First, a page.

Cyberattacks can happen anywhere. From the ongoing threat of malware, the challenges of social engineering, and new threat vectors such as deepfakes, it’s imperative that the network administrators of tomorrow and beyond are well briefed on the types of attacks that can happen to any digital system.
One such cyberattack, known as a DDoS attack, is often taught in cybersecurity MBA programs. Generally, DDos is taught as a case study of how difficult it can be to identify genuine traffic from a malicious attempt to disrupt services, and how it can be incredibly consequential to businesses, through lost revenue and increased downtime. Let’s explore how this highly visible cyberattack has created havoc in systems around the world.
What is a DDoS attack?
A DDoS attack sounds like a video game from the 1990s (remember Doom?), however, it’s an acronym for a cyberattack known as a Distributed Denial of Service attack. The idea of a DDoS attack is fairly straightforward – flood a website’s resources so that the services it provides are unable to be accessed by users.
Consider a banking website. To provide a service, such as web-enabled banking, many services work in tandem to provide a quick and efficient experience for customers – however, there’s generally a limit as to how many resources can access it simultaneously.
A DDoS attack attempts to take down a website by overwhelming a website with traffic from devices infected with malware – exhausting the resources of a website, and forcing an outage. This can be damaging for websites for several reasons – for online stores, downtime can mean lost sales, and for government or media sites, it can result in the disruption of important information.
How can you identify a DDoS attack?
A DDoS attack may seem impossible to identify, but fortunately, there are many methods to identify malicious actors and this sort of cyber attack. Consider the idea of such an attack – to deny service, you need to be able to rapidly proliferate a large volume of web requests.
This can be done in two main ways – creating a large volume of requests from a single device or using malware to infect a large number of devices (such as IoT devices) that can be then used to proliferate these requests. Fortunately, for network administrators, that creates two clear profiles that can be used to identify attackers.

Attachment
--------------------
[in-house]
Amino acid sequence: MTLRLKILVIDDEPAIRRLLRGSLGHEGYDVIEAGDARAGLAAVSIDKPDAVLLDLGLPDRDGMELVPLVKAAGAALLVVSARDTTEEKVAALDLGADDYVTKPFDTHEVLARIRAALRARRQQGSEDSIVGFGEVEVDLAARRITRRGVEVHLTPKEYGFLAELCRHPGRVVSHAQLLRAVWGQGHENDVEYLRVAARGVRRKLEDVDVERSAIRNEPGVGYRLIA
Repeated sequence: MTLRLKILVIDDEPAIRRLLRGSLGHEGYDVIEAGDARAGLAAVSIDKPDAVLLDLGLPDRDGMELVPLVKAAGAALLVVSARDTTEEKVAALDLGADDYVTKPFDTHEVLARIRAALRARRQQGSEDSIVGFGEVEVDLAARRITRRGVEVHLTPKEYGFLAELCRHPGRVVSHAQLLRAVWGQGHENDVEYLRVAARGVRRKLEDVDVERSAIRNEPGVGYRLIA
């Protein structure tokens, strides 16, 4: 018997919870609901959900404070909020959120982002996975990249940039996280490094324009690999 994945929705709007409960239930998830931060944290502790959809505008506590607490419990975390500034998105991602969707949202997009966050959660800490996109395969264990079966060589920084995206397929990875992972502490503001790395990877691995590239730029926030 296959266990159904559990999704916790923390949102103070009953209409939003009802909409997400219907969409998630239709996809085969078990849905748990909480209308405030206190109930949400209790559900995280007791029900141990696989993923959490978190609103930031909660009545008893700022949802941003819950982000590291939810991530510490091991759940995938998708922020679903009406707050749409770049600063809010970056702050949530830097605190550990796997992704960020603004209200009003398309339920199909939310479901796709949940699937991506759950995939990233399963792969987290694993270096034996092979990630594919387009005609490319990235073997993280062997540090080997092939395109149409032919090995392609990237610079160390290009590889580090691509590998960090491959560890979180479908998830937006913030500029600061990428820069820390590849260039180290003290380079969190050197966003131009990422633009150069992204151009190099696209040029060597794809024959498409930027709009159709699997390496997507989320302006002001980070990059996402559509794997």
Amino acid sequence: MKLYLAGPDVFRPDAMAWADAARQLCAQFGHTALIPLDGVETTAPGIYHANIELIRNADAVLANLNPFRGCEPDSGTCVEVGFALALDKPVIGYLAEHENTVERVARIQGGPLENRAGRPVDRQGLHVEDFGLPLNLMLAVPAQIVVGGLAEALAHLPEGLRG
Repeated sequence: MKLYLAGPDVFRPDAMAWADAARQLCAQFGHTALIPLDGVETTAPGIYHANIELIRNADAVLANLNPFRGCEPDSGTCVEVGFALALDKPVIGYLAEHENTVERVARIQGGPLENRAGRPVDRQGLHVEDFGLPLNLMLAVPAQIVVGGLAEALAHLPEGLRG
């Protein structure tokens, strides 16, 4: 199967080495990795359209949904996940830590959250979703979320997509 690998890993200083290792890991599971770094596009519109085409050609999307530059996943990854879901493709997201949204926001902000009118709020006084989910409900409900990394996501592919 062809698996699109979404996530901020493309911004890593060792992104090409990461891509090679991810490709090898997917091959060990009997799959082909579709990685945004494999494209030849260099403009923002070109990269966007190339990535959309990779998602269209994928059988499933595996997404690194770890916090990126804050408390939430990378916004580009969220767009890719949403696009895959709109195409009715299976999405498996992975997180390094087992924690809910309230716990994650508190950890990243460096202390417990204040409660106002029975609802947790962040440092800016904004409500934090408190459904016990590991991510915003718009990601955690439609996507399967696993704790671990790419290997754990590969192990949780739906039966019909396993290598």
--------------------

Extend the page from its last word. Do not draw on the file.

The first, simply put, is being able to identify single vectors putting outsized numbers of web requests. For network administrators, it may be as simple as asking ‘why is this site experiencing excessive amounts of traffic without a reason?’, and then redirecting or rate-limiting suspected attackers.
The second profile is harder to identify. While it can be easy to infect devices with malware, it can be much harder to set up profiles that are variable enough to escape online monitoring. To defend against this type of attack, web administrators need to be able to identify when patterns in large volumes of traffic – such as surges in web requests that occur at set intervals.
Famous DDoS attacks
DDoS attacks can affect websites both large and small – and for many large businesses that have been victims of these attacks, they’re often well documented online. Gaming platforms such as Blizzard’s Battle.net, Sony’s Playstation Network, and Microsoft’s Xbox Network are all particularly rewarding targets for attackers – take down a gaming platform for a few hours, and not only are you disrupting the activity of some of the world’s largest gaming hubs, but you’re also gaining credibility as a threat actor.
Holiday seasons are a particularly significant time to attempt a DDoS attack – with so many new devices coming online, it can sometimes be difficult to identify attackers from genuine Christmas gifts. Over several holiday seasons starting in 2013, a series of hacker groups launched DDoS attacks against a range of gaming platforms, resulting in ongoing outages.
Unfortunately for attackers, large DDoS attacks can also catch the attention of authorities, who don’t take kindly to cyberattacks. After a series of investigations by the FBI, several hackers were caught and prosecuted.
Mitigating DDoS Attacks
Small companies aren’t immune to DDoS attacks either. A recent study completed by Incapsula noted that more than one in five companies with less than 500 employees had experienced a DDoS attack in the previous twelve months.
While DDoS attacks can seem difficult to protect against, there are a range of strategies that web administrators can take to reduce the likelihood of an attack successfully taking down site infrastructure.
Depending on the size and variety of DDoS attacks, the defensive tools may vary – for example, rate limiting may assist in mitigating the attacks of a single malicious user, but for large-scale attacks, products such as a web application firewall may be more effective.
Cyberattacks can be incredibly costly for organizations large and small. For the tech-savvy organization, being prepared can go a long way to mitigating to more serious impacts of a DDoS attack – and may even help to minimize losses in the long term. As the former director of the National Hurricane Centre, Max Mayfield once said, “preparation through education is less costly than learning through tragedy”.